This theme of doubt and possible delusion was present all throughout the film, even if the director didn't actually intend on this particular sub-theme concept. In fact, based on how the film unfolds, one could actually attribute virtually everything bad that happened to them as Puritanical Christian paranoia. The entire film could actually be taken as a parody in this manner. I believe that the director did not intend this, and the high strangeness of the incidents were due to some type of Satanic black magic conducted by witches. One could even take it further and view this mysterious film as a negative portrayal of Christianity; people allowing their own fear and paranoia to make them lose their grip on reality, and blaming their favorite boogyman for negativity which they created themselves.

The old-English language used in this film was pleasantly difficult to understand. For example, apparently "come hither" or "come-ither" meant "come over here." The family's life on this homestead was both harsh and free. The acting by the actors portraying all five members of the family was excellent. I found the character of the little girl "Mercy" to provide the only mild comic relief in the film. Their existence is shown to be filled with stress and hardships... and this graduates into diabolical happenings.. including death and possession. It begins when Thomasin suddenly admits, possibly jokingly, to being a witch in front of her three other siblings. It's never entirely clear as to whether or not black magic is really affecting them, or if it's all self-inflicted paranoia by people of extreme fundamentalist Christian programming.

During the whole film, there is constant depiction of the goat and rabbit as Satanic symbols. Goats, owls, bulls, and even rabbits have been used as symbols of Satan. The family's large black goat figures prominently in the film as either a literal or figurative "Satan." Again, it's unclear as to whether this is all theological reality or paranoid delusion. "Witches" are periodically shown in the film... real or imagined. At one point, after death and possessions, the father locks up his children in the animal pen with the big goat, as if he's putting them with Satan.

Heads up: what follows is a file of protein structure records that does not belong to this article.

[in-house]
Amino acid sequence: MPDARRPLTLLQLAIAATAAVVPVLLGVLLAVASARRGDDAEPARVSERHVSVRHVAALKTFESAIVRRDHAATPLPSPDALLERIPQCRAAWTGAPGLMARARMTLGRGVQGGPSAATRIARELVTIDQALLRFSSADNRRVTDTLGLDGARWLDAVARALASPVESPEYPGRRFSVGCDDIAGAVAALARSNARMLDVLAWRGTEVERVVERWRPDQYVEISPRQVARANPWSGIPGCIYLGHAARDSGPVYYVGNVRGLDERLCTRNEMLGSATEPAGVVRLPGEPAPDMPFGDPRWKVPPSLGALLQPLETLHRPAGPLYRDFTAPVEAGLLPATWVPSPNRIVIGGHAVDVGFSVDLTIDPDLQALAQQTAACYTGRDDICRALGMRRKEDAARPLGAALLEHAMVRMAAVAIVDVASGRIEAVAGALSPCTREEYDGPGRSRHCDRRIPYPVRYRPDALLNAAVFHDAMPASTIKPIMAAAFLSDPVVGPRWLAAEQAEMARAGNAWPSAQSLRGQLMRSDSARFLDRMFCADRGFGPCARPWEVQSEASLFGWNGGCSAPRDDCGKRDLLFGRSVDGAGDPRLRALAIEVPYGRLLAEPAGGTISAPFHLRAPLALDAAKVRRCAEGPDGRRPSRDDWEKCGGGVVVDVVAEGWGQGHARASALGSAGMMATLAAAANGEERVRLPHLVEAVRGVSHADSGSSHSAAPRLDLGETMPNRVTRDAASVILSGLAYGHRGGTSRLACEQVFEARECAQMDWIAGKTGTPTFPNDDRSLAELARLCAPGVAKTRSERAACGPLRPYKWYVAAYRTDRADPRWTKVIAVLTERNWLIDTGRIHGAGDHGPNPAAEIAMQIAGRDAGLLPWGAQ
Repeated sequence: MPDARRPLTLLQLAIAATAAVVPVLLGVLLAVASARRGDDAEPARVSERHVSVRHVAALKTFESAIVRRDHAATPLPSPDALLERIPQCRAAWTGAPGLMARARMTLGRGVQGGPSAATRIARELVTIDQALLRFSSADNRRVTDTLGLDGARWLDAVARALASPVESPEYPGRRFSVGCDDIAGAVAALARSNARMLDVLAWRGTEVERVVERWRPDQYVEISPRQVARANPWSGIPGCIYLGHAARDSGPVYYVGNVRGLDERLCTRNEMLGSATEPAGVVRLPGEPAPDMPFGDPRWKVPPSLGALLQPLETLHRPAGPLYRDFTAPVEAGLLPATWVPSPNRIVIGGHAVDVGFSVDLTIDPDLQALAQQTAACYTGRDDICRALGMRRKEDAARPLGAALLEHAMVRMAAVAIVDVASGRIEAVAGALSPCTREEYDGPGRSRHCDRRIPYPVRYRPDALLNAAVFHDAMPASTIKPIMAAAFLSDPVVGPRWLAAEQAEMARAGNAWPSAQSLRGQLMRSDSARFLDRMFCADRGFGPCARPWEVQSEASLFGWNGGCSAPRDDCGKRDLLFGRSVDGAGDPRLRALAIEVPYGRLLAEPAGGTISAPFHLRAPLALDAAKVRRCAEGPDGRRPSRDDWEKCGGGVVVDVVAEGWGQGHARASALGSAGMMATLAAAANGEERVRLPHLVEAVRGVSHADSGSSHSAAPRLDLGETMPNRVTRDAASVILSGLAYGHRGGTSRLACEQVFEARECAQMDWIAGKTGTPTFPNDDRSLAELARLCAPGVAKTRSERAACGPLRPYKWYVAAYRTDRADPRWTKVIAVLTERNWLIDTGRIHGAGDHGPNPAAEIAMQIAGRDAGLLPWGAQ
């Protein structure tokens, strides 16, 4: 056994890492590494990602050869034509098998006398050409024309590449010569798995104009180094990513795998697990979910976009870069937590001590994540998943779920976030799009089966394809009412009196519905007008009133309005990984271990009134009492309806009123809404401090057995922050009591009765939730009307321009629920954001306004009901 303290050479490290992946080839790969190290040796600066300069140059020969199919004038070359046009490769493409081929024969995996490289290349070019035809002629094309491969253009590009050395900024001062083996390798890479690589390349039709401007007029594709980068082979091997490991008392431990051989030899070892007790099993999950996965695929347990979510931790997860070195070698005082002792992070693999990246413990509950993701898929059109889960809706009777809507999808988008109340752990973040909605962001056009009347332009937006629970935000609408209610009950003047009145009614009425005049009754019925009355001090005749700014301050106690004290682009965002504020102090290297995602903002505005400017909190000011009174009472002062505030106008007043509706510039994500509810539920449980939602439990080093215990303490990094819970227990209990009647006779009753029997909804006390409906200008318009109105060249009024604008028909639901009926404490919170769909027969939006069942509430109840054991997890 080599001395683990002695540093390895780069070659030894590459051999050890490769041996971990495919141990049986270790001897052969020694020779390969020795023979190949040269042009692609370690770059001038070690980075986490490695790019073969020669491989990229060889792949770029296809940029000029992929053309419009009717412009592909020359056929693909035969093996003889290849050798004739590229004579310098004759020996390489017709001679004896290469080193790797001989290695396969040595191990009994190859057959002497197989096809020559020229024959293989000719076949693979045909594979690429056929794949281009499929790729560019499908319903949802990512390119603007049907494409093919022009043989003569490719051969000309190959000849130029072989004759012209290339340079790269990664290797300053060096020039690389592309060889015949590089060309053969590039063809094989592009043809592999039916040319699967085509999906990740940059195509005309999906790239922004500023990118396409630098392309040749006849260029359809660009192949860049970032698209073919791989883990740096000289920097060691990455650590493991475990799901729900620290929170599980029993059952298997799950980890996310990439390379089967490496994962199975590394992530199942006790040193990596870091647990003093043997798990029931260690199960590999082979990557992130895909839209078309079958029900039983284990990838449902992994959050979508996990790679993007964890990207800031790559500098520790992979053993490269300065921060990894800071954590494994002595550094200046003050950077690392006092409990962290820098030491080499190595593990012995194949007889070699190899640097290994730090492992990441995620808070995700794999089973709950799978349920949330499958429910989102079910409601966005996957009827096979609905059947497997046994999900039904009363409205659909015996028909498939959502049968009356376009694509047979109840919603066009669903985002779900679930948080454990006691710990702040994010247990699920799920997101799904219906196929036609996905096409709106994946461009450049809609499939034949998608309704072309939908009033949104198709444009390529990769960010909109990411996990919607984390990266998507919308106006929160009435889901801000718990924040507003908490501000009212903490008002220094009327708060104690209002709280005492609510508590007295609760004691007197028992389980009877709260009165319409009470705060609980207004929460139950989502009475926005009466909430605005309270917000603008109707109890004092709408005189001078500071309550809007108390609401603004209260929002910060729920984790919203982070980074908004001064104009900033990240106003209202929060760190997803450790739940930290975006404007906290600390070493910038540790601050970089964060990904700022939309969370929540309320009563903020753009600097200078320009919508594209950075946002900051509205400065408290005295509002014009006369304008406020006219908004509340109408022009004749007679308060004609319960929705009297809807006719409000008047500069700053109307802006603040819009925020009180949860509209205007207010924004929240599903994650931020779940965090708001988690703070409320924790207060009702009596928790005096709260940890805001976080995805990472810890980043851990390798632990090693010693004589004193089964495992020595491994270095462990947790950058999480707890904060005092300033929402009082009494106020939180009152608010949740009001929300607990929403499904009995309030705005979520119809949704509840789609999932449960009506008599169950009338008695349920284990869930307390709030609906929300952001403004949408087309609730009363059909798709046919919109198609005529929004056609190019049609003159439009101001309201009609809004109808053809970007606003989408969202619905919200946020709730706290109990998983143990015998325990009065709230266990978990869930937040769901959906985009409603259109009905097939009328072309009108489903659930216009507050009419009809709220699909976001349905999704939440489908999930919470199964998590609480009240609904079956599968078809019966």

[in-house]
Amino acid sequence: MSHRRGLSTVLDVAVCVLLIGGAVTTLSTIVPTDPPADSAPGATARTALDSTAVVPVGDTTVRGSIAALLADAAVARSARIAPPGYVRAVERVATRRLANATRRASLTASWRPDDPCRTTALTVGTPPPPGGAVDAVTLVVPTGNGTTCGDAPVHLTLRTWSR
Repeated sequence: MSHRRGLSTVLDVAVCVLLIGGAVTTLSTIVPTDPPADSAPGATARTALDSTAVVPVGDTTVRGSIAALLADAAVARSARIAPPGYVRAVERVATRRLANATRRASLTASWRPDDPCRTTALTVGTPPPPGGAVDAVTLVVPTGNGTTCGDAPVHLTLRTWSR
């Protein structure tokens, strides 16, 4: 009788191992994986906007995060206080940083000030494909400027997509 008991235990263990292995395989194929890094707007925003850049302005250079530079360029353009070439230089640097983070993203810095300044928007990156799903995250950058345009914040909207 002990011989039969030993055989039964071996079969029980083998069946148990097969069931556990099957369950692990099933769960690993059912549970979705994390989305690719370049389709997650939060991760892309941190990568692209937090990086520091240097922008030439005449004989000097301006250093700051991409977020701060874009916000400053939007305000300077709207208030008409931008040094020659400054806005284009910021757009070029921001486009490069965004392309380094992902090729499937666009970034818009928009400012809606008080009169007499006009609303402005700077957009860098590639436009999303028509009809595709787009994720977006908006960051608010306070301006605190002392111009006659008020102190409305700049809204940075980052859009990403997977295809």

I can't reveal much more without this being a spoiler. The surprising ending appears to tie things up, but still it could be merely delusion. The director could have made the film more cut and dry, but I think he wanted to create a particularly eerie environment to keep the audience on edge. I suspect that the director was portraying the archetype of the "Satanic witch" from the Middle Ages as the events of the film unfolded. In other words, it wasn't intended to be a paranoid delusion.

The Witch | Official Trailer HD


On February 19th, evil takes many forms. From writer/director Robert Eggers and starring Anya Taylor-Joy, Kate Dickie, Ralph Ineson.


The Witch (2016) - Explained | Ryan's Theory

Ryan Hollinger